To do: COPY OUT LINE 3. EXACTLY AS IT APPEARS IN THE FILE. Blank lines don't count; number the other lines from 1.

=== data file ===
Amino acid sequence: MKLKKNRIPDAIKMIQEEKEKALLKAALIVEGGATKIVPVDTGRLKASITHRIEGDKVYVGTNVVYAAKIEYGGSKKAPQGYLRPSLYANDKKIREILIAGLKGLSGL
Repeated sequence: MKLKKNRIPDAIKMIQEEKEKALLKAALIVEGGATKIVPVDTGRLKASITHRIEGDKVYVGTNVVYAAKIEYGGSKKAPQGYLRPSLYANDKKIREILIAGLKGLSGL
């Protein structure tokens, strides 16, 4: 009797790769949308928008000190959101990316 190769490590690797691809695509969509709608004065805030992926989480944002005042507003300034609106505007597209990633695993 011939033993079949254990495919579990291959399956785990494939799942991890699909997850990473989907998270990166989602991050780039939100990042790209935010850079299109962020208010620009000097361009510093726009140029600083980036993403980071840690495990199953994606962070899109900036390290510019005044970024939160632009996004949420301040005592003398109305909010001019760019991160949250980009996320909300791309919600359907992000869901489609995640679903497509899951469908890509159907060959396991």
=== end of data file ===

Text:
């Protein structure tokens, strides 16, 4: 009797790769949308928008000190959101990316 190769490590690797691809695509969509709608004065805030992926989480944002005042507003300034609106505007597209990633695993 011939033993079949254990495919579990291959399956785990494939799942991890699909997850990473989907998270990166989602991050780039939100990042790209935010850079299109962020208010620009000097361009510093726009140029600083980036993403980071840690495990199953994606962070899109900036390290510019005044970024939160632009996004949420301040005592003398109305909010001019760019991160949250980009996320909300791309919600359907992000869901489609995640679903497509899951469908890509159907060959396991």